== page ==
Dance always improves a show. It doesn’t matter if it’s a full pas de deux or a simple grapevine of unadulterated glee. The amount of movement however, should always correspond with what the story needs. No more, no less.
I’ve been actively choreographing for the past eight years. With a background in ballet and modern and a fervent love for musicals; I’ve choreographed everything from a textbook production of Thoroughly Modern Millie, to a K-Pop dream sequence featuring comic book characters, to a 1940’s-era fight using a placenta as a weapon against easily horrified Nazis. With each new production, I realize how little I really know.
The first show I ever choreographed was Pippin. Not terribly daunting. Just following in the footsteps of some guy named Fosse. My goal for the show was to prove exactly how talented I was and how I could be just as good as Fosse. Somehow, I don’t think I managed it, but this mindset continued. Every time I was asked to do a new show or number, I was so grateful, then excited, and then needed to prove to everyone beyond a doubt that I was a valuable member of the creative process.
The result of this was a bunch of shows with lots of dancing. LOTS of dancing. So much dynamic movement everywhere, all the time. Then a couple of years ago I got into a heated argument with my musical director in the late hours of a tech rehearsal about whether or not the male lead should be dancing during his big solo. To me, his “big solo” meant that this was his time to shine in movement as well as song, and thereby win the audience’s hearts. The musical director’s counter argument was that he needed to be able to sing the song. Which, I totally get, but why not push it a bit? A comment from the musical director stayed with me: “They never do that on Broadway. They don’t have to sing and dance at the same time.” I disagreed, but let it go. The end result was that I cut out most of his movement and it was fine, except for my feelings being hurt. Nevertheless, I started paying closer attention to the movement in the shows I attended.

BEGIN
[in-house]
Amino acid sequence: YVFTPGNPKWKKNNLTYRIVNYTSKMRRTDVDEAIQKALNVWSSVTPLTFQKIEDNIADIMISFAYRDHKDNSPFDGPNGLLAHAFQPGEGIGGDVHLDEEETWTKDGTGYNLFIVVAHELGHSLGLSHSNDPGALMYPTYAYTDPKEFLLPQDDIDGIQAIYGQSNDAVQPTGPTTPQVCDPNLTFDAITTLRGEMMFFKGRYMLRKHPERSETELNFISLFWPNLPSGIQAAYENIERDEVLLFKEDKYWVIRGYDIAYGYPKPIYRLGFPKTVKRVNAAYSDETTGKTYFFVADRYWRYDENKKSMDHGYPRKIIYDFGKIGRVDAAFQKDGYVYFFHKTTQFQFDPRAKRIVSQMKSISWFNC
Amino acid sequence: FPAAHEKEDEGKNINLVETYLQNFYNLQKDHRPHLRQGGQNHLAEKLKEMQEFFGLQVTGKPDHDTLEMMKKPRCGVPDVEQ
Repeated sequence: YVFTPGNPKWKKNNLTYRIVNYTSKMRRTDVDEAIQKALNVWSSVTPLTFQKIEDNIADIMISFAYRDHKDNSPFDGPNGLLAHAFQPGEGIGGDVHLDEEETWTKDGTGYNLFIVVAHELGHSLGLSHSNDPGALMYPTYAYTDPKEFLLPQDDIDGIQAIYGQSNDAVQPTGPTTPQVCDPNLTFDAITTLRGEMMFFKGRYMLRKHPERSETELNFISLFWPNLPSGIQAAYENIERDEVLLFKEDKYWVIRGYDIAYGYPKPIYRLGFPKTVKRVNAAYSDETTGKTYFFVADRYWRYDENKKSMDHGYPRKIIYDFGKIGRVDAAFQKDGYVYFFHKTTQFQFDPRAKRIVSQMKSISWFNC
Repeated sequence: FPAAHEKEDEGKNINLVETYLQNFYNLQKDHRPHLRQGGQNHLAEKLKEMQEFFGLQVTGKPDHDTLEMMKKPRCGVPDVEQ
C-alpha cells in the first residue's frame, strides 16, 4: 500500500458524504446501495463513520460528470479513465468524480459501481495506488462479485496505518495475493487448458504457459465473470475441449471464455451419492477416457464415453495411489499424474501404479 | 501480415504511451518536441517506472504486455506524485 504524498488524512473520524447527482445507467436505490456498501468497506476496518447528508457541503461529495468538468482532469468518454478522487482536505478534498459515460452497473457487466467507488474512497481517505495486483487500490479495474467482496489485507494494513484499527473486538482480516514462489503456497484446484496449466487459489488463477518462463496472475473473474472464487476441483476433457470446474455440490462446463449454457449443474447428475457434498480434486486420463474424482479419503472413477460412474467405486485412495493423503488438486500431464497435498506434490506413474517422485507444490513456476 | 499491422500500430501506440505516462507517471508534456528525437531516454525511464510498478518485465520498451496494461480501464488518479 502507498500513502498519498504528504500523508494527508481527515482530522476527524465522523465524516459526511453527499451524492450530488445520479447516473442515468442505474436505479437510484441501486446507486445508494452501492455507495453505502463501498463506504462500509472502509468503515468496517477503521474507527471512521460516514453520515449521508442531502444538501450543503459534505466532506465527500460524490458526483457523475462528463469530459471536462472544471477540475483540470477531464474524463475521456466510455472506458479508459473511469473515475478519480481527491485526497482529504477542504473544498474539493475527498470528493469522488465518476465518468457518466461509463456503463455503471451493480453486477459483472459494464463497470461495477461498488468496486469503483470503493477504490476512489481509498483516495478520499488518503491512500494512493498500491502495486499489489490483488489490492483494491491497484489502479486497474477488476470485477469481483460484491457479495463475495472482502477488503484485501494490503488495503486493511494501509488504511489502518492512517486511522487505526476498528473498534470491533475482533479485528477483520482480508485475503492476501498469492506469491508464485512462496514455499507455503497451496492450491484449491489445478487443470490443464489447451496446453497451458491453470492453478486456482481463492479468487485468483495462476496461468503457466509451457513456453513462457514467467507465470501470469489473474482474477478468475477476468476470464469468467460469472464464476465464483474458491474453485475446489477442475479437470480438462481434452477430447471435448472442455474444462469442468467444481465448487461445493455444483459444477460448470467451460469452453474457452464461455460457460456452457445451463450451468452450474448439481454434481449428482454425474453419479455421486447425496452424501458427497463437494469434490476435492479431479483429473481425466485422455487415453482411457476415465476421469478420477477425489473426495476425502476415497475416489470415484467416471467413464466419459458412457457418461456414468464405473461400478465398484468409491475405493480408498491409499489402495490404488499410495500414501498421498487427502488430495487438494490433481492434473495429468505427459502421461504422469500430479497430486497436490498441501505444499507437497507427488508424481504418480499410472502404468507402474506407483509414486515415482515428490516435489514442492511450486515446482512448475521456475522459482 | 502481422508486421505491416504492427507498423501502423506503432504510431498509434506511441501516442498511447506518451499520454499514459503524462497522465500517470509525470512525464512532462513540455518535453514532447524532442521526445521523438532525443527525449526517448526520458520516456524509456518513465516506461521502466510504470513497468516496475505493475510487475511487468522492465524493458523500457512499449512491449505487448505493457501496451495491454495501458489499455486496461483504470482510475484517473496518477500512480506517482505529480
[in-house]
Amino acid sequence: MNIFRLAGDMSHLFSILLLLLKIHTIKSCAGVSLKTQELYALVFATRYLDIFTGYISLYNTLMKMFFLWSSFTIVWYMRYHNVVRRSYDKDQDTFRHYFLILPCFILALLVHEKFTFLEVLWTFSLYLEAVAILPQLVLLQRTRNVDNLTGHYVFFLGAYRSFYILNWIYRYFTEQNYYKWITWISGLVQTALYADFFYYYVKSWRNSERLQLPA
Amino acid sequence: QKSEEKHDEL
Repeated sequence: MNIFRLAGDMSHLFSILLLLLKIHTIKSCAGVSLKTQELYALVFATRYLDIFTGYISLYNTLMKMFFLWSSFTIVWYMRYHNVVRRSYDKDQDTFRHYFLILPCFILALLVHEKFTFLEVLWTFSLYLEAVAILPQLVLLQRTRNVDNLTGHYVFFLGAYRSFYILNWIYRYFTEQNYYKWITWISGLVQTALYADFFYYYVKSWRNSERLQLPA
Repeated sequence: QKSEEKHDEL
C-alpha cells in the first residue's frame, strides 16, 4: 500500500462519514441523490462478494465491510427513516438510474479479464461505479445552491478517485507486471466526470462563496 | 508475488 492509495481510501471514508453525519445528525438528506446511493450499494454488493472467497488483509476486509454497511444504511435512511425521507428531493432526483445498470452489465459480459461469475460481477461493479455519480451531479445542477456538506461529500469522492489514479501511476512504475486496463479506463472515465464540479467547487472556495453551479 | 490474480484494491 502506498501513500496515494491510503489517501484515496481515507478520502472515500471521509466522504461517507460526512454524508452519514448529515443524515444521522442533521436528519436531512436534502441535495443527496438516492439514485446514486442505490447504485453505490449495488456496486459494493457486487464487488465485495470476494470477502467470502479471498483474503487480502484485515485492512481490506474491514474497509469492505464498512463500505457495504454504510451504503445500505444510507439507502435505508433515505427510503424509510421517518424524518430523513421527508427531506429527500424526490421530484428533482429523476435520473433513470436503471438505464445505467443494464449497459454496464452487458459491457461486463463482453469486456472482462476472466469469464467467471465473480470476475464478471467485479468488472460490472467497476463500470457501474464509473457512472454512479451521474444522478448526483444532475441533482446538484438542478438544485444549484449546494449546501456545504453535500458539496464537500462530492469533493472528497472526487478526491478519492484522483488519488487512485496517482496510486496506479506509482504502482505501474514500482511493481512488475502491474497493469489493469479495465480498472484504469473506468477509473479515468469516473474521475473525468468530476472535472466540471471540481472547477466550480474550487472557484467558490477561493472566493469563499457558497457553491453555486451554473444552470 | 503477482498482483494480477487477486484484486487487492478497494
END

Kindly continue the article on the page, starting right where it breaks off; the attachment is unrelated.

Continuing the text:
Many years have passed. A directing course I took stated that in order to clarify the story, only one person on stage should move at a time. This completely blew my mind! How does that even work?! Once again, I started studying performances and found it to be largely true. Shows with big name choreographers tended to be the shows I was least impressed with because I could tell that they were trying, much like I used to, to prove themselves. The story felt overwhelmed and muddled by the albeit beautiful dancing. I found myself becoming a believer in simplicity.
|Emily Edwards (right) into the swing of things on Governors Island. |
Photo: Mike Cho
So I made a shift and started focusing on the story, more than my ego. The end result has been transforming. I don’t have to create the most complicated or difficult moves; I need to create movement that serves the story. I no longer get upset when a director tells me a number needs to be cut or simplified. Often I end up completely agreeing. Just because I can do a certain move, doesn’t mean I should. Oh sure, there’s still room for big production numbers with flips and kick-lines. (Who doesn’t enjoy a good kick-line?) But it doesn’t have to be about me “proving myself” anymore. If I do my job correctly, you should barely even notice I’m there.
Emily Edwards is a choreographer, director, and performer who has worked in NYC for 13 years now. She loves the Indie theater community and has worked with Vampire Cowboys, Dysfunctional Theatre, DM Theatrics, The Brick, New Georges, The Flea, and Nosedive Productions to name a few. She is also the resident musical choreographer at NJIT/Rutgers. Emily can be found this summer teaching free swing dance lessons on Governors Island as part of the Dysfunctional Collective. http://emilyedwards.net/